Senator DUNCAN-HUGHES - That point has not been amplified by the Minister to-day. Therefore, I assume that this contention is no longer regarded as a strong point in his defence. The Minister suggested that the proposed request would cause inconvenience with regard to some of these items, but he had to skip from page 3, item 27, to page 114, item 380, in order to find what he considered to be a typical example. The principal contention of the Minister, as I understood it this morning, was that the exchange is likely to remain almost permanently at the present figure, and he quoted ProfessorGiblin in support of that belief. He said, in effect, that there was no reasonable probability of the exchange moving in any direction. If that be correct, why should this schedule provide on hundreds of items for a fall of the rate of exchange? But having made this provision why not provide also for the possibility of a rise? Either the exchange must remain stationary, in which case the duty in the schedule operates ; or it will fall, in which case the proviso will come into operation-, or it will rise. In those circumstances we should provide for the three contingencies, not for only two of them. If such an alteration is to be made, now is the opportunity to do so, otherwise this proviso will be repeated on hundreds of items in the schedules, and when a change has to be made each one will have to be amended separately. The Tariff Board suggests that provision to counteract any rise of the rate of exchange should be deferred until the need for it arises. If. that course be adopted it will make the amendment of the schedule infinitely more difficult than it will be if done now. I also point out that the formula used in my request has not been drawn up by me; it is the formula of the Tariff Board, the Customs Department or the Minister. I am merely proposing that it be applied both ways to compensate for a rise of exchange as well as a fall of exchange. It should not be a one-sided provision. I recall that the PostmasterGeneral (Senator A. J. McLachlan) said that at present it was a matter of a one-way track, and that my amendment would have the effect of making the track lead in another direction. That is not my object. I desire that the track shall run both ways ; . but on the Minister's own admission, it runs at present in only one direction. Senator Pearce pointed out that any rise of the exchange rate would accentuate the limitation of imports; that is undoubtedly so.

SenatorCollings. - That is the honorable senator's objection to it.

Senator DUNCAN-HUGHES - I am sure that Senator Pearce did not mean that the one-way application of the formula had been adopted with that deliberate intention.' He only quoted that result as one of the arguments in favour of the schedule; he did not suggest that the provision for a rise of the rate of exchange was deliberately omitted so that imports might be further limited.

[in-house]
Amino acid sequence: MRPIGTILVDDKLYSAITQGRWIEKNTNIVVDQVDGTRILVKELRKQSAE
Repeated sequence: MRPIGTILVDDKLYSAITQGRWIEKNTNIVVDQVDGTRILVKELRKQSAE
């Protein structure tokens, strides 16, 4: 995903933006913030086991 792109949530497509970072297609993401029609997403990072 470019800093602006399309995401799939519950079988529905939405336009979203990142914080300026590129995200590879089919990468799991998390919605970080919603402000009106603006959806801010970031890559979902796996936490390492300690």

Senator Sir GEORGE PEARCE (WESTERN AUSTRALIA) - I did not suggest it, but that would be the effect.

Senator DUNCAN-HUGHES - I am gratified that that aspect has been clarified. My amendment has been amply justified, in my opinion, in one particular direction. When I delivered a speech on the tariff several nights ago, I pointed out that this schedule tended to lean too heavily towards the industrialists rather than the consumers. Will any honorable senator deny that this discussion has confirmed my contention ?

Senator Hardy - Always based on the assumption that the exchange rate will rise.

Senator DUNCAN-HUGHES - If the Government moans to be fair to all sections of the community, it must consider the possibilities of a rise, as well asof a fall, of the exchange rate. The formula laid down by the department can operate equally in both directions, and it is only fair that it should. I shall not withdraw my amendment, and I thank honorable senators for the attention that they have devoted to its consideration.

Senator JAMESMcLACHLAN(South Australia) [2.37]. - If a decision is to be reached on this item, it may be preferable to apply the principle involved to the remainder of the tariff schedule, because the same formula has been devised throughout. Would it be possible to redraft Senator Duncan-Hughes's amendment in order to give it a general application ?

The CHAIRMAN (Senator Sampson - The schedule must be considered item by item.